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Eye Popping

The Short-eared Owl pictured here was photographed in Southern Alberta, and it was the first one I had seen.  I almost didn’t turn around for it, because I thought it was some sort of Hawk, which would just end up flying away, and are frustrating to try and photograph.

 

What is so captivating about these owls are their eyes, which really stand out on their smallish heads, with the dark yellows and browns.

 

The Short-eared Owl gets its name for the short tufts that you can see in this image coming out at the top of the middle of its head in this image, but sometimes these tufts are barely visible.

 

If you are interested in purchasing this image, or any other images on my site, contact Terri Shaddick at contact@wildelements.ca.

 

Taken: March 2, 2013
Location: Southern Alberta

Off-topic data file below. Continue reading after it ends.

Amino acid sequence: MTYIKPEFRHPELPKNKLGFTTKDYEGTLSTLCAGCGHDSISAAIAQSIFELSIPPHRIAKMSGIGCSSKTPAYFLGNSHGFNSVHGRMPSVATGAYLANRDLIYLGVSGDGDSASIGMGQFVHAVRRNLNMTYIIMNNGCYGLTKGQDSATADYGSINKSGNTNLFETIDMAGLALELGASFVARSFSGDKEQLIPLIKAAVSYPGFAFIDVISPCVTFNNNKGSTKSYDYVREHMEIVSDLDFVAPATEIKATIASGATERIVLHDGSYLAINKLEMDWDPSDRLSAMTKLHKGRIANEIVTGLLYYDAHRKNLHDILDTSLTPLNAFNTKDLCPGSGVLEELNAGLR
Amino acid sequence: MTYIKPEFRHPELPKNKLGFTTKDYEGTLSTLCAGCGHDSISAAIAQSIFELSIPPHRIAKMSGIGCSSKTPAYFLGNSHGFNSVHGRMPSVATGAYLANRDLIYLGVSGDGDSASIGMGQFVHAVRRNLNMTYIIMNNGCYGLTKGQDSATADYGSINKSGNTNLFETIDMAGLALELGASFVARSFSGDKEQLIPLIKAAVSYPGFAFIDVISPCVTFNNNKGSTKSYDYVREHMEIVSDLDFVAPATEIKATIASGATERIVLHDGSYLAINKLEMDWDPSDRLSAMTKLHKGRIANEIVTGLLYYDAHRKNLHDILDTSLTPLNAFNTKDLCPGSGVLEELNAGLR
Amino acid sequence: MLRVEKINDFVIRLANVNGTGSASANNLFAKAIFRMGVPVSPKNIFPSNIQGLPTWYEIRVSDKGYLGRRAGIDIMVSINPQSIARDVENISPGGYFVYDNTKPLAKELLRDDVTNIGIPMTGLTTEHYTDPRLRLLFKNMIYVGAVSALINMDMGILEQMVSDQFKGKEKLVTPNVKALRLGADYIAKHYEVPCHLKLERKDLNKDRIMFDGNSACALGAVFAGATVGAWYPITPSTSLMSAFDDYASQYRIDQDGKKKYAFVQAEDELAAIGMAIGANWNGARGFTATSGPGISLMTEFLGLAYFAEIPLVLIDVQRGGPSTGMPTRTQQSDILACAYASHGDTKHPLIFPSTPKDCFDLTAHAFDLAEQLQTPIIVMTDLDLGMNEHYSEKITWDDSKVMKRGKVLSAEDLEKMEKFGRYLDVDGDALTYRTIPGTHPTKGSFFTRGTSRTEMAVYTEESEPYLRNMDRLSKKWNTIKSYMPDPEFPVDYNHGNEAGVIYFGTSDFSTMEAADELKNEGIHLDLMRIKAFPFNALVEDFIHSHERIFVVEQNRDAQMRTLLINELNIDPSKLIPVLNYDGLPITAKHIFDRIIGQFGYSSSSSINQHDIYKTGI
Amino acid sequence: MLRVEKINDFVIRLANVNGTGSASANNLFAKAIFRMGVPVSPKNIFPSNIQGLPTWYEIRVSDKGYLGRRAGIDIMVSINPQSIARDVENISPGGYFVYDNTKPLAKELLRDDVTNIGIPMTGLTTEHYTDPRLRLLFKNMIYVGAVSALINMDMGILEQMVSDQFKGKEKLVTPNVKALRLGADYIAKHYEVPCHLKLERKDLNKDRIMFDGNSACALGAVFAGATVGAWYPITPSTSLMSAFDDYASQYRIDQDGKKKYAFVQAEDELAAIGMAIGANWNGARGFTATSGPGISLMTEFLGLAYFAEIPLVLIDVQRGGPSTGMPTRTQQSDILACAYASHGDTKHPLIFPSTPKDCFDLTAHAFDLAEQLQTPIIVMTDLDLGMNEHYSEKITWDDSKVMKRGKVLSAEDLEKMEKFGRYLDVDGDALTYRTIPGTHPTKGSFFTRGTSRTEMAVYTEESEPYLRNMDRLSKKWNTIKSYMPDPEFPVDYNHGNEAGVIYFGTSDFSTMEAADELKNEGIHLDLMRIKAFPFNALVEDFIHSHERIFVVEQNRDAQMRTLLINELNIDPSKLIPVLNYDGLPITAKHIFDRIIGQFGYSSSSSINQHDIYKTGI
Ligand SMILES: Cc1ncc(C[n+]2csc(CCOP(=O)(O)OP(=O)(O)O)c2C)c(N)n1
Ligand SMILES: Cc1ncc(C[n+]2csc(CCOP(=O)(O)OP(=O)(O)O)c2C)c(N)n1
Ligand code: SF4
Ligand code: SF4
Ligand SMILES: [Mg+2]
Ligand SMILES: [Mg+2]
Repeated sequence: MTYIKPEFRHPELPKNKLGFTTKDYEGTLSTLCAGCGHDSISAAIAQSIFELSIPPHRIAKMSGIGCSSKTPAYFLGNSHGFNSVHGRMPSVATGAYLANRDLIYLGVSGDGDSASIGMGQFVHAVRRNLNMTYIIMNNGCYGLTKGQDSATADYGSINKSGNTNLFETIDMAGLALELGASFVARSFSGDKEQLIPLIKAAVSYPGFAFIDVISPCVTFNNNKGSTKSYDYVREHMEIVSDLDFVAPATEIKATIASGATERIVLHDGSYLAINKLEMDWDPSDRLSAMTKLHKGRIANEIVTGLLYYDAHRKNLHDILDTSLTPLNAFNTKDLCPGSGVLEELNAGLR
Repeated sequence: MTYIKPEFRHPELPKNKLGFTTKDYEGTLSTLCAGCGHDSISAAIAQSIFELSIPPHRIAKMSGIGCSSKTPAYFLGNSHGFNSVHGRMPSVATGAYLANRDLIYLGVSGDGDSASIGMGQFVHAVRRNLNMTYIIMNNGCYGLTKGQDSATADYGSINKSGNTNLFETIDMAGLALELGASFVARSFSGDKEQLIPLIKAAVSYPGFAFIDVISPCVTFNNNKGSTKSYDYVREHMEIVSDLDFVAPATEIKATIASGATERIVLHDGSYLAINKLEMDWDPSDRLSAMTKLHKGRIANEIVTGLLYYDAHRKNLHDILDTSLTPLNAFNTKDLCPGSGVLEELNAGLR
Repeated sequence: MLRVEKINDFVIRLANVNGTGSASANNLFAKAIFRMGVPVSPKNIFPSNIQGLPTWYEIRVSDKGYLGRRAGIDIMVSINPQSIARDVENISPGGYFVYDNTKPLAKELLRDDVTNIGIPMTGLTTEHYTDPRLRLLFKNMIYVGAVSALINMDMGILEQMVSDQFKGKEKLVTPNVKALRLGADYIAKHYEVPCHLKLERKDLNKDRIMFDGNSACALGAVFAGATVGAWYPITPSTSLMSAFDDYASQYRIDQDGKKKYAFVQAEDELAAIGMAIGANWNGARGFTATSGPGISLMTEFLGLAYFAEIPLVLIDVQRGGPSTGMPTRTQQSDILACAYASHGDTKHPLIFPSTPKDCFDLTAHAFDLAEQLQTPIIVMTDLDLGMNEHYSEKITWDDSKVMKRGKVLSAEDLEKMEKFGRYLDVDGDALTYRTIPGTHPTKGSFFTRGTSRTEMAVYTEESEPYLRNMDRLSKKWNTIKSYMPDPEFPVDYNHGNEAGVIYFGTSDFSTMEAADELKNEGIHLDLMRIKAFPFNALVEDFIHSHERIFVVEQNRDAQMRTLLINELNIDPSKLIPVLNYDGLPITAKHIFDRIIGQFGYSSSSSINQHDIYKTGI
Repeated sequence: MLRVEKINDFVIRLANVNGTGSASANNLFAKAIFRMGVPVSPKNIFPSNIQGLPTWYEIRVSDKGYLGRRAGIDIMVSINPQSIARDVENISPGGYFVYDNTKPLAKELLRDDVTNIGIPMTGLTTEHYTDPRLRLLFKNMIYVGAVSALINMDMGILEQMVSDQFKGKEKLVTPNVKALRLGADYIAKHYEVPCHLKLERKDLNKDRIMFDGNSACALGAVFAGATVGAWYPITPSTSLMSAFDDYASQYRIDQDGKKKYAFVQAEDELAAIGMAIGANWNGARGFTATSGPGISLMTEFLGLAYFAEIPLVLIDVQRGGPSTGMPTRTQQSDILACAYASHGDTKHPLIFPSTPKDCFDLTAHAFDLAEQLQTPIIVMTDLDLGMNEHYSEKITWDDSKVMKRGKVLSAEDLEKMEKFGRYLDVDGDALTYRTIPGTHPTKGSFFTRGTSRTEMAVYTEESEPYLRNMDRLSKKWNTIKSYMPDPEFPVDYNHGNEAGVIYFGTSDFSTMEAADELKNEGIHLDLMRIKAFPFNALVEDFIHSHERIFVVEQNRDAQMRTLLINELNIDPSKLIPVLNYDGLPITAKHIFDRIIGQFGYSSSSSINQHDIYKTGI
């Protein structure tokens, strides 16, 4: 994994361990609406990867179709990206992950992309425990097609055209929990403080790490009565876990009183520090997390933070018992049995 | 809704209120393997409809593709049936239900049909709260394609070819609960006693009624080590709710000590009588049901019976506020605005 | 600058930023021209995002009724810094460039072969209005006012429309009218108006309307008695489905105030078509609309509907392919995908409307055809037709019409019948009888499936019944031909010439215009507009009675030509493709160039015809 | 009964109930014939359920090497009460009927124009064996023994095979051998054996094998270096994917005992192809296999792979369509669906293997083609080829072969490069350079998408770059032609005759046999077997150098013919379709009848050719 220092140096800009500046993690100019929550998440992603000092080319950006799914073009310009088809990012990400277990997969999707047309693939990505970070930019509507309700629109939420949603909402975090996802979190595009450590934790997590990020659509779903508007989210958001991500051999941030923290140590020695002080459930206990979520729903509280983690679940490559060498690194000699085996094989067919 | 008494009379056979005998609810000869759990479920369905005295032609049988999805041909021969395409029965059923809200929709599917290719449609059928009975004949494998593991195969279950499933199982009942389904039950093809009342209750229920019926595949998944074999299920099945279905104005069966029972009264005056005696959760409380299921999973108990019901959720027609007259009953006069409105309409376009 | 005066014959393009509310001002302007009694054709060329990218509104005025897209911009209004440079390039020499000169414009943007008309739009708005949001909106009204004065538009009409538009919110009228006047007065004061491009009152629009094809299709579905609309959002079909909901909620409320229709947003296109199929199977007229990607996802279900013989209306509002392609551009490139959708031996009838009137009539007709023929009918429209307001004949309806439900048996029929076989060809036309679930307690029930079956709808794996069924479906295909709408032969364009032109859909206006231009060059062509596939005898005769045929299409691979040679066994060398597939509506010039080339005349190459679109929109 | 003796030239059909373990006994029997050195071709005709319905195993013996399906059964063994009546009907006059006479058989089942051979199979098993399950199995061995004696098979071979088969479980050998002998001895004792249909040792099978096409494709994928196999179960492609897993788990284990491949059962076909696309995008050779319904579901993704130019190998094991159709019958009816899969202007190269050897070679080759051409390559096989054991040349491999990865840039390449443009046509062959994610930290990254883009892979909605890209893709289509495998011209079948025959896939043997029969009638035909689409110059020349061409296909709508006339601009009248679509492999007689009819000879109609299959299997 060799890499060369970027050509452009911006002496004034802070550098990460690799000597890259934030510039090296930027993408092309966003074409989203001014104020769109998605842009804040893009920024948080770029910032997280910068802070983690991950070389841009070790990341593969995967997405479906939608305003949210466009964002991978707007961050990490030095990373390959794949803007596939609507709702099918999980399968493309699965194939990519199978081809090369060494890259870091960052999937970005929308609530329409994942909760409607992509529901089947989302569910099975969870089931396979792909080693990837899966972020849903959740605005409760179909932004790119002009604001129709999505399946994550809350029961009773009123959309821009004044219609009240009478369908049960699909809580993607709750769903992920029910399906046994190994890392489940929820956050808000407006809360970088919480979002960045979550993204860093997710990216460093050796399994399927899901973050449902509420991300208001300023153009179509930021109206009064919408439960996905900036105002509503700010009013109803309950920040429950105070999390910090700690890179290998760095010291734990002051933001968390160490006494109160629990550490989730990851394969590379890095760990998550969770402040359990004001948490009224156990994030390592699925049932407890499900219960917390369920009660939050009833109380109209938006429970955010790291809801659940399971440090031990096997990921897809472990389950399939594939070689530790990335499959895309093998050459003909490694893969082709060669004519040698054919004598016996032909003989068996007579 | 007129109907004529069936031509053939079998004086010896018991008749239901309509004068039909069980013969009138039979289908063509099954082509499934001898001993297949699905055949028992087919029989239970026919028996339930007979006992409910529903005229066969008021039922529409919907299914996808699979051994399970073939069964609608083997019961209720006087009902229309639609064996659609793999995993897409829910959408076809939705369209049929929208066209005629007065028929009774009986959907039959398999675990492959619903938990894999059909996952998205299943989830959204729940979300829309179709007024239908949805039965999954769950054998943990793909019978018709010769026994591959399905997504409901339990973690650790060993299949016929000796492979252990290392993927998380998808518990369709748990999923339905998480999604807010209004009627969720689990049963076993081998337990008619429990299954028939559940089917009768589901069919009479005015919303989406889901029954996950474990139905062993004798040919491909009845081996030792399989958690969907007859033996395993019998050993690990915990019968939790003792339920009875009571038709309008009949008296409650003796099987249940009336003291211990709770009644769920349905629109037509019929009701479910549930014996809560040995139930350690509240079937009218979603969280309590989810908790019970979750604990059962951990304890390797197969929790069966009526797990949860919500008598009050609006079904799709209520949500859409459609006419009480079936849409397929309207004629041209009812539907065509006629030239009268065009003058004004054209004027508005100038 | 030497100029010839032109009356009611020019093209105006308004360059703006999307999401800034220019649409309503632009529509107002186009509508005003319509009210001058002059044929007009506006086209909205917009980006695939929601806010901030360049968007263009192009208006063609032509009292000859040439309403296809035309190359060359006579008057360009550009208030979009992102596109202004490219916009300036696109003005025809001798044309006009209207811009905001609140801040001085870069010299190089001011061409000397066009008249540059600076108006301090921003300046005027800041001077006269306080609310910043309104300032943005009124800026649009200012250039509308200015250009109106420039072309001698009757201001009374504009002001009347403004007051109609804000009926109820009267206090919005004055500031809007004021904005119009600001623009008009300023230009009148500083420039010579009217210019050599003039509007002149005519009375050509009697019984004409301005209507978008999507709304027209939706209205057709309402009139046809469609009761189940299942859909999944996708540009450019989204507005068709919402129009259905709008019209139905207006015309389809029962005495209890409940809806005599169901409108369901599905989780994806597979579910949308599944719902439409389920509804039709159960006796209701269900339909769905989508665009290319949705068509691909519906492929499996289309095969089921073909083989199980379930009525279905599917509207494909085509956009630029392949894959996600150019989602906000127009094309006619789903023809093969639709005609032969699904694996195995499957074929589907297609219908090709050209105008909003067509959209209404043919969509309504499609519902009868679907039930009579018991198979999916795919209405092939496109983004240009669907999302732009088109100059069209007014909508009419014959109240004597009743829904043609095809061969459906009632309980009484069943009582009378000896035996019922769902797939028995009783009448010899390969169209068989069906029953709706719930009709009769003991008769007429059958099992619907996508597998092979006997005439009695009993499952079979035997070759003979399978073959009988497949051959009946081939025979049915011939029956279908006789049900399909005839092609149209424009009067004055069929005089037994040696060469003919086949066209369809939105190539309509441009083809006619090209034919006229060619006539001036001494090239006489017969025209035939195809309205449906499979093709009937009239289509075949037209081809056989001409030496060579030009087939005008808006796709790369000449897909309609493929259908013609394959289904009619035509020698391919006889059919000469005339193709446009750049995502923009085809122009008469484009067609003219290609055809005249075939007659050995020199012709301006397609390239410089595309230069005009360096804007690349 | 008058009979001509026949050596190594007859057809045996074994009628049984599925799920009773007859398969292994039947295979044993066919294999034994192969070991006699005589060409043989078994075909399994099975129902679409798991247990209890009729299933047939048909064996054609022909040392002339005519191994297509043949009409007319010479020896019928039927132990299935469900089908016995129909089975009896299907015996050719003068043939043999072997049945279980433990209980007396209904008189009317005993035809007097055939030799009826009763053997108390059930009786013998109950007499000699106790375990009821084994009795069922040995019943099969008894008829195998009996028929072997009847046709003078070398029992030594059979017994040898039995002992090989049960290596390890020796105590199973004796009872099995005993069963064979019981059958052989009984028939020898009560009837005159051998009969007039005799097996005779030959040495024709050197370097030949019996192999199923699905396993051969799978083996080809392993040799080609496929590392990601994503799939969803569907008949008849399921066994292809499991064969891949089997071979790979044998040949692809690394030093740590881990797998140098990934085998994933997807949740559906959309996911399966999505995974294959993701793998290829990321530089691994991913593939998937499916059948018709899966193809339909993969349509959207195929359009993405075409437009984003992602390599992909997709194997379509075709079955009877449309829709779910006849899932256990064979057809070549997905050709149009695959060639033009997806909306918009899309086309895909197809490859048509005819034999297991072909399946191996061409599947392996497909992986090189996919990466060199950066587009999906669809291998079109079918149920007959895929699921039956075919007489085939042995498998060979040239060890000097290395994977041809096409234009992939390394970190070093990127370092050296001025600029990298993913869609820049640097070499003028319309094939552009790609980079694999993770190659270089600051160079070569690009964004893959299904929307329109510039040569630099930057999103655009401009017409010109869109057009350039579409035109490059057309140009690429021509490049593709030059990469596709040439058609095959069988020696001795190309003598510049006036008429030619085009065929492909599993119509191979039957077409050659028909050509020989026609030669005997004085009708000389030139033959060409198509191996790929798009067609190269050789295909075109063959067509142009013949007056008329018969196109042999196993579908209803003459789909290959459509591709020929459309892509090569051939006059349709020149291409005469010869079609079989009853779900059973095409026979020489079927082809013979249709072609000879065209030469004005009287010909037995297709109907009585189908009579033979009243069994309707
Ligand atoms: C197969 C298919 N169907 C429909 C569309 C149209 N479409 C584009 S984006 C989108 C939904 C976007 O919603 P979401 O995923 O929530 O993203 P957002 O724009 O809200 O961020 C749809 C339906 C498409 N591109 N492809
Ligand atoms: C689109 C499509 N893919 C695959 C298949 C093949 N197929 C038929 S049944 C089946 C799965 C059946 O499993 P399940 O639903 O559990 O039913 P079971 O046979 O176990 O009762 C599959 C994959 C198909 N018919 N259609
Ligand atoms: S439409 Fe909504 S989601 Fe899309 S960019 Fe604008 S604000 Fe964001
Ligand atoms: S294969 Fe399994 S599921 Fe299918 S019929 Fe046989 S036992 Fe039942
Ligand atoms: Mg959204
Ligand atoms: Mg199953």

Camera: Canon EOS 7D
Lens: Canon EF 300mm f/2.8L IS + 2x III Extender
Focal Length: 600mm
Aperture: f/5.6
ISO: 400
Exposure: 1/500

About this Image

The Short-eared Owl pictured here was photographed in Southern Alberta, and it was the first one I had seen.  I almost didn’t turn around for it, because I thought it was some sort of Hawk, which would just end up flying away, and are frustrating to try and photograph.

 

What is so captivating about these owls are their eyes, which really stand out on their smallish heads, with the dark yellows and browns.

 

The Short-eared Owl gets its name for the short tufts that you can see in this image coming out at the top of the middle of its head in this image, but sometimes these tufts are barely visible.

 

If you are interested in purchasing this image, or any other images on my site, contact Terri Shaddick at contact@wildelements.ca.

 

Taken: March 2, 2013
Location: Southern Alberta

Camera Specs

Camera: Canon EOS 7D
Lens: Canon EF 300mm f/2.8L IS + 2x III Extender
Focal Length: 600mm
Aperture: f/5.6
ISO: 400
Exposure: 1/500